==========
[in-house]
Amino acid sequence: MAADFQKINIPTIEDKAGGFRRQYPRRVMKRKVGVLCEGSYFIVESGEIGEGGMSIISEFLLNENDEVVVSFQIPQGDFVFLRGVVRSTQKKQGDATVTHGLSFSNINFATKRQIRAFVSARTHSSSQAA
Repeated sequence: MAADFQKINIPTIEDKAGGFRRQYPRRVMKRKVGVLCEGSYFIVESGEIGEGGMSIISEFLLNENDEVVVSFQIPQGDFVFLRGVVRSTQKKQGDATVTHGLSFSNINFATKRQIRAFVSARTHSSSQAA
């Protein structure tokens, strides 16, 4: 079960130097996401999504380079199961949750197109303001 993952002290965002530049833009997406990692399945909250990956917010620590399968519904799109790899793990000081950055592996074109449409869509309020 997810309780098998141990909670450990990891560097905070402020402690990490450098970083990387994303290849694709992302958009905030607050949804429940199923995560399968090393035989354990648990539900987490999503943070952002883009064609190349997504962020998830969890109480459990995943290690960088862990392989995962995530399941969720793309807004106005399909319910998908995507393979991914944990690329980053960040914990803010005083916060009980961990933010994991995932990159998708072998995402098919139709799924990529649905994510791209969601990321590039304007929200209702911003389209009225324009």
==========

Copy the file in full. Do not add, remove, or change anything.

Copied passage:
[in-house]
Amino acid sequence: MAADFQKINIPTIEDKAGGFRRQYPRRVMKRKVGVLCEGSYFIVESGEIGEGGMSIISEFLLNENDEVVVSFQIPQGDFVFLRGVVRSTQKKQGDATVTHGLSFSNINFATKRQIRAFVSARTHSSSQAA
Repeated sequence: MAADFQKINIPTIEDKAGGFRRQYPRRVMKRKVGVLCEGSYFIVESGEIGEGGMSIISEFLLNENDEVVVSFQIPQGDFVFLRGVVRSTQKKQGDATVTHGLSFSNINFATKRQIRAFVSARTHSSSQAA
């Protein structure tokens, strides 16, 4: 079960130097996401999504380079199961949750197109303001 993952002290965002530049833009997406990692399945909250990956917010620590399968519904799109790899793990000081950055592996074109449409869509309020 997810309780098998141990909670450990990891560097905070402020402690990490450098970083990387994303290849694709992302958009905030607050949804429940199923995560399968090393035989354990648990539900987490999503943070952002883009064609190349997504962020998830969890109480459990995943290690960088862990392989995962995530399941969720793309807004106005399909319910998908995507393979991914944990690329980053960040914990803010005083916060009980961990933010994991995932990159998708072998995402098919139709799924990529649905994510791209969601990321590039304007929200209702911003389209009225324009």